Maersk Line’s CFO Pierre Danet has told Splash that the world’s largest containerline will slash costs further, and dismissed claims that the company is driving down rates.
Speaking exclusively with Splash, Danet, 45, said that while the company was “very happy” to break the $2,000 per feu cost mark in the second quarter, more will be done to bring that figure down further.
“You can assume that will not that be the end. We will keep bringing costs down,” Danet said.
Amid record low freight rates Maersk Line reported a second quarter 2016 result that was $658m lower than Q2 2015, something the group’s new ceo, Soren Skou described as “unacceptable”. Skou took on the top job at the group in July while still retaining his ceo position at Maersk Line.
Unit costs at Maersk Line reached an all-time low of $1,911 per feu in the second quarter of 2016.
Danet, who joined Maersk Line as CFO in April 2015 having worked previously with Hewlett-Packard and Procter & Gamble, described industry fundamentals at present as “challenging”. The containerline, he said, would pursue two key strategies: cost leadership and commercial excellence. The fact that volumes grew by 6.9% in the second quarter pointed towards Maersk’s commercial excellence, Danet suggested.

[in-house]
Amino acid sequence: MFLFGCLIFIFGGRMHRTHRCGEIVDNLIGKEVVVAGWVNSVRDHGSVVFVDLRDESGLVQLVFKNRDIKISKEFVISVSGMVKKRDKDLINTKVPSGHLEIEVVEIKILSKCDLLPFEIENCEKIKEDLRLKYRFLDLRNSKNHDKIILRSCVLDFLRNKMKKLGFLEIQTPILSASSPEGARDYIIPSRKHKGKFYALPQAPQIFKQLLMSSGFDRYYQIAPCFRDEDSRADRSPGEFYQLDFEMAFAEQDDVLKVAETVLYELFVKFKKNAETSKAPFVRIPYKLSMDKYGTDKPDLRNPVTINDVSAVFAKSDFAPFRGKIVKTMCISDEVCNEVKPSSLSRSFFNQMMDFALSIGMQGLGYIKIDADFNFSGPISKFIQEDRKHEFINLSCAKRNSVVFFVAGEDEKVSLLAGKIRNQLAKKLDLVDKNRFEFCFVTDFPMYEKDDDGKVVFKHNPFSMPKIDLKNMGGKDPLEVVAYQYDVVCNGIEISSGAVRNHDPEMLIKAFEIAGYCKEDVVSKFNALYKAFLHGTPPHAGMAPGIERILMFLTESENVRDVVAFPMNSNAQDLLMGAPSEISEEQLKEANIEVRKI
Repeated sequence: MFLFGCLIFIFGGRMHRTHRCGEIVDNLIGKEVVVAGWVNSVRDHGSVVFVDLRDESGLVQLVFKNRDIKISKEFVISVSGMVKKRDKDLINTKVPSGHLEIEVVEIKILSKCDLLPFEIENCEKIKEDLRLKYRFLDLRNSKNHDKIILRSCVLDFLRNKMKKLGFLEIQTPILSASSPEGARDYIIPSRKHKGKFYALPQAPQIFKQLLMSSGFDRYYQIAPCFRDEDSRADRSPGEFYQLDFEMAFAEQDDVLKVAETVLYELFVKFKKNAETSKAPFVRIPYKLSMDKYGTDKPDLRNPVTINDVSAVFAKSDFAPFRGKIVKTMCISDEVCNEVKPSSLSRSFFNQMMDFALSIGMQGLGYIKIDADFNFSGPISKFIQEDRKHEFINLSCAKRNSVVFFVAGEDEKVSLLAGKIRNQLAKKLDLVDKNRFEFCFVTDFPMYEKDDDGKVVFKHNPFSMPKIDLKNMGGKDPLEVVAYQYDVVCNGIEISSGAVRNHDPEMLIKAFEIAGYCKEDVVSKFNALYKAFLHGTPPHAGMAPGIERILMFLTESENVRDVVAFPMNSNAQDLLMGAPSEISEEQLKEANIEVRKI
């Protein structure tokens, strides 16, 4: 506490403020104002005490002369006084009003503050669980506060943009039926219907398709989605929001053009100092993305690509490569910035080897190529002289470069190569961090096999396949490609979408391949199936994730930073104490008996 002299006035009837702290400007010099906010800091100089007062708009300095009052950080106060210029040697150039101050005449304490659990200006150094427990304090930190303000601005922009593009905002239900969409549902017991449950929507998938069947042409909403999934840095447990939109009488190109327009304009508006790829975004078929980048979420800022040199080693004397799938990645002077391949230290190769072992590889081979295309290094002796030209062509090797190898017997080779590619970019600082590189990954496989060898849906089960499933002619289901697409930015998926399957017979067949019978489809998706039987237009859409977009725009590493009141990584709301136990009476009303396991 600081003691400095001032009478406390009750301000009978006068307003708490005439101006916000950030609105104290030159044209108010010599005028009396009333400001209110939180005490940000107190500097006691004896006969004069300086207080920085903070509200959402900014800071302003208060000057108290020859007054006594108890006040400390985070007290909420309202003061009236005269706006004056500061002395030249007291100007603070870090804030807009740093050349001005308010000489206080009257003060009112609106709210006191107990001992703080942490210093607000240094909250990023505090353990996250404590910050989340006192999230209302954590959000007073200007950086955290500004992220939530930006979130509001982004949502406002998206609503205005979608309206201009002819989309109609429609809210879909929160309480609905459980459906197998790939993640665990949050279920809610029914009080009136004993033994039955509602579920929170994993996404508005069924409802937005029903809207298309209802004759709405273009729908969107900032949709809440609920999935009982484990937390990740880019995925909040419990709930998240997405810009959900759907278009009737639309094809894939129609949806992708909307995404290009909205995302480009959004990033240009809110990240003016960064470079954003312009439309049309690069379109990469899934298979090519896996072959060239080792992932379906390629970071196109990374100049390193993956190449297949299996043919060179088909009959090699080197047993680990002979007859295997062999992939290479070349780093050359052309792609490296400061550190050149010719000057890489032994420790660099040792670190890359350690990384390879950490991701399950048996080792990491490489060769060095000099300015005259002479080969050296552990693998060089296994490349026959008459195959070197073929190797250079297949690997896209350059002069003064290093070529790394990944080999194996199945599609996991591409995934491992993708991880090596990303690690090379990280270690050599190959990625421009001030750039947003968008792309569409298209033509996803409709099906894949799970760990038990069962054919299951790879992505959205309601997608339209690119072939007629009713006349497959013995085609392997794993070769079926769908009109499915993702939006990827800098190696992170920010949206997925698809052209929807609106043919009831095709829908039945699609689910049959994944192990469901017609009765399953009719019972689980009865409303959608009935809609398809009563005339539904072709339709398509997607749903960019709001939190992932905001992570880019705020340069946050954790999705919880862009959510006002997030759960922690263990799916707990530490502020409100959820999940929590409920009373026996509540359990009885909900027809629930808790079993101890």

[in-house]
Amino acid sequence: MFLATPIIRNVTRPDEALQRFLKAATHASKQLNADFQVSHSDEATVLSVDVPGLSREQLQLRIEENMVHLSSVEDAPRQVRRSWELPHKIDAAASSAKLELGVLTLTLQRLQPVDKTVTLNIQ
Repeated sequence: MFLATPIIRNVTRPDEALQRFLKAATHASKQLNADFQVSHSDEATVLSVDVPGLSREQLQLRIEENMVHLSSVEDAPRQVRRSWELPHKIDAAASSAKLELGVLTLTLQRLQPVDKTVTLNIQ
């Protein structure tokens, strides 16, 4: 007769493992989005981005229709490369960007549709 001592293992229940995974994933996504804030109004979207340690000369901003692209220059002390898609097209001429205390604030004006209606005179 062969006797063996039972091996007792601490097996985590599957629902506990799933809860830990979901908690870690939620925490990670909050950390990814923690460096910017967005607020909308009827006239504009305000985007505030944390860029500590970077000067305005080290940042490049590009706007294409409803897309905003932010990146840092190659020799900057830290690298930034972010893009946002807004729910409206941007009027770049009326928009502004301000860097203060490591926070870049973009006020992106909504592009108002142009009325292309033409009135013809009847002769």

Looking at the Maersk Line results Lars Jensen, ceo of Copenhagen-based SeaIntelligence Consulting, suggested on Friday that Maersk Line has been pursuing a policy of chasing greater global market share by taking on lower paying cargo.
“Given the volatile and commoditized nature of the main trades, it therefore cannot be ruled out that Maersk Line has been one of the drivers of the eroding rates in their (successful) pursuit of higher market share,” Jensen noted in a report last week.
This suggestion was blasted today by Danet. “Our objective is to grow in line with the market,” the French national stressed, adding: “We are pricing in line with the market. Our rates are going down with the market but we are not doing anything to drive down the rates.”
Danet did add however that the containerline will not be so slow as it had been in the past to react to rate changes.
On Q3, Danet maintained he expected freight rates to go up.